As many of you know, I was diagnosed with a neuroendocrine pancreatic tumor in 2009. My tumor was small and slow growing, and I did NOT have regular pancreatic cancer. You may also know that this was my third cancer diagnosis, therefore, the title of my blog. I am grateful that you are reading this. I'm quite certain that your support and prayers helped me survive.
I am so lucky.It
might be a bit surprising to hear these words from someone who has had cancer 3
times.First at age 21, then at 42 and
then again at 53.First time it was
vaginal, then lung, then pancreatic.Now, at age (almost) 62, I’m grateful and honestly feel lucky.Lucky to be here.To have a loving and supportive husband and
two amazing children (both currently in medical school), and a brother who has
been there for me from the very beginning. I had the very best parents anyone
could have asked for, and I have the most extraordinary network of friends and
family.I could not be more grateful,
and when I say, “every day is a gift”, I mean it with all my heart. When people
hear my story for the first time, they often say, “You need to write a book!”.My response is that I really don’t have that
much to say.If I did write one, it
would be rather short.Here is the
abbreviated version of what would be a very short book:
Life is short…enjoy it.
Focus on the things you have, not on what you don’t.
Happiness is a choice.Choose to be happy.
Life is not fair.
Give back to your community, to your friends and to your family.
Eat healthy food.
Spend money on experiences, not things.
Get rid of things that are not useful, beautiful or joyful.
Cherish your friends and family, and tell people you love
them if you do. Tell them often.
It never hurts to ask. (My mother taught me that one!)
Take time to smell the roses. (My father always told me that
Did I mention that cancer sucks?
OK…here are a few more details.
I was born in 1955 in Brooklyn, NY.My mother was given a completely useless and
ineffective drug called diethylstilbestrol, better known as DES. It was supposed to prevent miscarriage (a
completely natural and often a protective event for both mother and baby).Instead, this horrific drug, promoted heavily
by the pharmaceutical industry, wreaked havoc on the mothers who took the drug
and the children that were exposed to it in utero.In our case, my mother had pre-menopausal
breast cancer at age 39, and I developed clear cell adenocarcinoma of the
vagina at age 21.Can you imagine that?
And so it goes….I had a radical vaginectomy (yes, that is not a typo) and
hysterectomy at age 21, just after graduating from college.I somehow went on to graduate school at the Harvard
School of Public Health (Masters degree), met my amazing husband, moved to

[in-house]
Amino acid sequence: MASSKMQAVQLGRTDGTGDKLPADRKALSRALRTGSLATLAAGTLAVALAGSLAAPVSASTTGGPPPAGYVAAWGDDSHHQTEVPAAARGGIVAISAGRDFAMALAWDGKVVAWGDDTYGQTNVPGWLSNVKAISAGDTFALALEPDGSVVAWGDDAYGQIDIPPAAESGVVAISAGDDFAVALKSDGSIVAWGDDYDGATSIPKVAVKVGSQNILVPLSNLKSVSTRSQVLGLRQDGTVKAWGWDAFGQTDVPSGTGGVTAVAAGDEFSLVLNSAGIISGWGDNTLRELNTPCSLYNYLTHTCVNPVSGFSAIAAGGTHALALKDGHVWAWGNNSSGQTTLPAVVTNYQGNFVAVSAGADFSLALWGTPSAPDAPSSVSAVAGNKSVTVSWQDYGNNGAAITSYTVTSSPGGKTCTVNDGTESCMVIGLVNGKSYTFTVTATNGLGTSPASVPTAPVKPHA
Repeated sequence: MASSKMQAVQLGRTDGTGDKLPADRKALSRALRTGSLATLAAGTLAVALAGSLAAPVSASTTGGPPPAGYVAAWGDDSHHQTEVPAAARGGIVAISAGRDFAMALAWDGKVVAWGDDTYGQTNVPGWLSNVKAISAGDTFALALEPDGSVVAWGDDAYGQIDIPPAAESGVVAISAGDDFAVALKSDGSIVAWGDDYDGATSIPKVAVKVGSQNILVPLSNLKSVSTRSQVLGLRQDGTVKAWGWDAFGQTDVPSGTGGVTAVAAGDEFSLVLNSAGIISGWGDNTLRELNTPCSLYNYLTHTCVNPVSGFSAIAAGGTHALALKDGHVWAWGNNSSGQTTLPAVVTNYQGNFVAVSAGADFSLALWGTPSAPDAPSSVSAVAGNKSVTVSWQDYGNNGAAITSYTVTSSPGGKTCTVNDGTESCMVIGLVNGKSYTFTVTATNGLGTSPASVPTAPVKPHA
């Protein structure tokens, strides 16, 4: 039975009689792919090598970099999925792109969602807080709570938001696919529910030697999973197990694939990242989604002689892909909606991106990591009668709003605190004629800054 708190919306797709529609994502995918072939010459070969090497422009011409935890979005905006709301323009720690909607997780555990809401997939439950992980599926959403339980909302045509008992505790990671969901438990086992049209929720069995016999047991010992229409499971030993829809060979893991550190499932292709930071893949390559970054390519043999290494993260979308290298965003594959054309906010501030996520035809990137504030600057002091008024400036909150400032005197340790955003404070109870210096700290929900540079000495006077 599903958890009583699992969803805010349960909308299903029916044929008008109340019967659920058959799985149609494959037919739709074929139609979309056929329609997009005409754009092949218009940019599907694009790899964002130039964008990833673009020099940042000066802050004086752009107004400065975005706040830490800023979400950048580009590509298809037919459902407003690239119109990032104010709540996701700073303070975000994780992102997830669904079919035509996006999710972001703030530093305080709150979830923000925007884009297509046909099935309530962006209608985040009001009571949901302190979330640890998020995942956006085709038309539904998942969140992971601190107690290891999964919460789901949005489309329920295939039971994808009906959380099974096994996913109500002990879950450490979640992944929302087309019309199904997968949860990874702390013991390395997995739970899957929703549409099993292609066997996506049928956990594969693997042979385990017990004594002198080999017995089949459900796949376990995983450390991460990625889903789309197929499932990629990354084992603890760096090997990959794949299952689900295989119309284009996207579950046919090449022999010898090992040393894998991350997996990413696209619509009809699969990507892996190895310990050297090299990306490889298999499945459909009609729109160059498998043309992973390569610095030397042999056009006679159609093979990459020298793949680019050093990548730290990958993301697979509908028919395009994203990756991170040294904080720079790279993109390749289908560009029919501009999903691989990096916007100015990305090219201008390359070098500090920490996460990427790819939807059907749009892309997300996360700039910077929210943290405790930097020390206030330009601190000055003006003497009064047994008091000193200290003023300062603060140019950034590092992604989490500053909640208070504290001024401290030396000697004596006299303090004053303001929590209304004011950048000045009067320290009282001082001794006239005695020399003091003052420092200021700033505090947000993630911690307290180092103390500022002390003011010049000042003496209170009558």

California, got my Ph.D. in Epidemiology at the UC Berkeley School of Public
Health, published my dissertation in the New England Journal of Medicine, had
two children with the help of an amazing surrogate, got diagnosed with a
neuroendocrine lung tumor at the age of 42, went on to do a bunch of other
things (not in my original field of study), swam a lot, got involved with a
great organization called Swim Across America, became a Health and Wellness
Coach, got as healthy as I could get….then got diagnosed with a neuroendocrine
pancreatic tumor…yes, the very same one that killed Steve Jobs.
That was in 2009.I had a big surgery called a Whipple…google
it, you won’t believe it! I was 53 years old.So, the past 8 years have been relatively uneventful.I saw both of my kids graduate college and
get into medical school, saw my dad (whom I adored) die, and I'm about to lose my
mom.For the most part, except when I get
cancer, I’m pretty healthy.I have a
million (well not a million!) side effects from all the surgeries (8 in all,
and about 22 hospitalizations over the years).I have to mention just a few: lymphedema, a neurogenic bladder, chronic
stomach pain, frequent bowel obstructions from all the scar tissue, have to be
very careful about what I eat, have to be scanned more often than I would like,
live with severe sciatica (which may or may not be related to my last surgery),
and, of course, I live with the constant fear that I will get cancer again.Having said that, I’m still thankful each and
every day.Sometimes people ask me to
name all of the body parts that I’ve lost…..here goes: (in no particular
Vagina (reconstructed using my colon)
Upper superior lobe of left lung
Several pieces of my large bowel
½ of my pancreas
…I think that’s it.
So, having lost all of these organs, most of which I believe
are either overrated or at the very least, not essential, I can, in all
honestly, say that I am grateful.Grateful to still be on this earth.Grateful that I have had the very best healthcare and excellent doctors
and nurses, benefitted from great research, and have had really good health insurance.(These are all things that I currently worry
about for our country!) I am grateful to my family and friends, especially to
my loving husband and kids.I’m not sure
where I’d be without them.
If you find my story at all inspiring, please watch these
two short videos to get a fuller picture.If not, you just read the shortened, abbreviated, Cliff Note version of
my life.I hope you enjoyed it, and I
hope to be around so I can write about what it is like survive cancer 50 or even
If you were at all inspired by any of this…a donation to
Swim Across America in honor of my 40th Anniversary of surviving
cancer would be so greatly appreciated.Help us Make Waves to Fight Cancer.
HAPPY 90th BIRTHDAY TO MY MOM
(This photo taken ~1980, the other one 2016)
Today is my mom’s 90th birthday.There is so much I want to tell her and
explain to her, but my mom has Alzheimer’s.Notice I said she“has” this horrific disease, and I did not
say she “suffers” from it, because I do not believe she is suffering.In her own quiet and very sweet way, she is
dealing with it and appears to be in a happy, or may I say, content place.I’m pretty sure her condition might be harder
on me and those that love her than on her, but I also know that my mom would
have never wanted the final years of her life to be like this.Above all else, I want to thank and pay
tribute to my mom. She is unable to read this blog, nor is she even able to understand what I
want to tell her.She might not even
know who I am, but I want the world to know what a wonderful woman she was and
She taught me more than she
will ever know, particularly, how to be a survivor and a fighter. My mom is a
DES-mother, which made me her DES-daughter.We both had cancer at very young ages caused by the totally ineffective
drug given to my mom during her pregnancy with me….my mom had breast cancer 51
years ago at the young age of 39 in 1966. Treatment for cancer at that time was
nothing less than barbaric.My mom